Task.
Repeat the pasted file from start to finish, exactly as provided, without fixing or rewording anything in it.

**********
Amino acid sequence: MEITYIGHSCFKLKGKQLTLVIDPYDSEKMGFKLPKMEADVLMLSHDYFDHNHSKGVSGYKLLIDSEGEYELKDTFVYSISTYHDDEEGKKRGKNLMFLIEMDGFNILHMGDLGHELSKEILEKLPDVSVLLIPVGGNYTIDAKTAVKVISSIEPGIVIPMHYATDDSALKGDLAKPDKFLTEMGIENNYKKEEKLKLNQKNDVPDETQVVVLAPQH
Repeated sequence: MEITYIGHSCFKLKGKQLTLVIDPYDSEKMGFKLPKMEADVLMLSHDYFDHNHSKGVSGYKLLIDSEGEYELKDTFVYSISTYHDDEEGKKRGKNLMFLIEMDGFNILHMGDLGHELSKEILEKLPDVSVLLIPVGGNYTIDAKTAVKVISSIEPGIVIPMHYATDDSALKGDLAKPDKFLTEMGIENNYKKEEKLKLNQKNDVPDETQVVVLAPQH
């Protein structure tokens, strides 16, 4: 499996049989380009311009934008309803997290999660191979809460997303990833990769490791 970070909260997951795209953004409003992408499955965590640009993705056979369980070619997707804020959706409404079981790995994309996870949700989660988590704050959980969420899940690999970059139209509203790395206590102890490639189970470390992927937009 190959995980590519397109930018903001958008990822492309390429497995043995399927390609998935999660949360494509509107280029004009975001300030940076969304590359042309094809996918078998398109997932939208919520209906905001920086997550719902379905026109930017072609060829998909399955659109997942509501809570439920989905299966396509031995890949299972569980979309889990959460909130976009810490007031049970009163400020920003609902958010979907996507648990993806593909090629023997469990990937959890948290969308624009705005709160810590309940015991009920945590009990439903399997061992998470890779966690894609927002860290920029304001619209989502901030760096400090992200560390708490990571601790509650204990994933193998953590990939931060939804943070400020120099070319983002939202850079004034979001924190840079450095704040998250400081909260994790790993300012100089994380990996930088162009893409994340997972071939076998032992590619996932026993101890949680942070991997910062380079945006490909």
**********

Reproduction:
Amino acid sequence: MEITYIGHSCFKLKGKQLTLVIDPYDSEKMGFKLPKMEADVLMLSHDYFDHNHSKGVSGYKLLIDSEGEYELKDTFVYSISTYHDDEEGKKRGKNLMFLIEMDGFNILHMGDLGHELSKEILEKLPDVSVLLIPVGGNYTIDAKTAVKVISSIEPGIVIPMHYATDDSALKGDLAKPDKFLTEMGIENNYKKEEKLKLNQKNDVPDETQVVVLAPQH
Repeated sequence: MEITYIGHSCFKLKGKQLTLVIDPYDSEKMGFKLPKMEADVLMLSHDYFDHNHSKGVSGYKLLIDSEGEYELKDTFVYSISTYHDDEEGKKRGKNLMFLIEMDGFNILHMGDLGHELSKEILEKLPDVSVLLIPVGGNYTIDAKTAVKVISSIEPGIVIPMHYATDDSALKGDLAKPDKFLTEMGIENNYKKEEKLKLNQKNDVPDETQVVVLAPQH
């Protein structure tokens, strides 16, 4: 499996049989380009311009934008309803997290999660191979809460997303990833990769490791 970070909260997951795209953004409003992408499955965590640009993705056979369980070619997707804020959706409404079981790995994309996870949700989660988590704050959980969420899940690999970059139209509203790395206590102890490639189970470390992927937009 190959995980590519397109930018903001958008990822492309390429497995043995399927390609998935999660949360494509509107280029004009975001300030940076969304590359042309094809996918078998398109997932939208919520209906905001920086997550719902379905026109930017072609060829998909399955659109997942509501809570439920989905299966396509031995890949299972569980979309889990959460909130976009810490007031049970009163400020920003609902958010979907996507648990993806593909090629023997469990990937959890948290969308624009705005709160810590309940015991009920945590009990439903399997061992998470890779966690894609927002860290920029304001619209989502901030760096400090992200560390708490990571601790509650204990994933193998953590990939931060939804943070400020120099070319983002939202850079004034979001924190840079450095704040998250400081909260994790790993300012100089994380990996930088162009893409994340997972071939076998032992590619996932026993101890949680942070991997910062380079945006490909």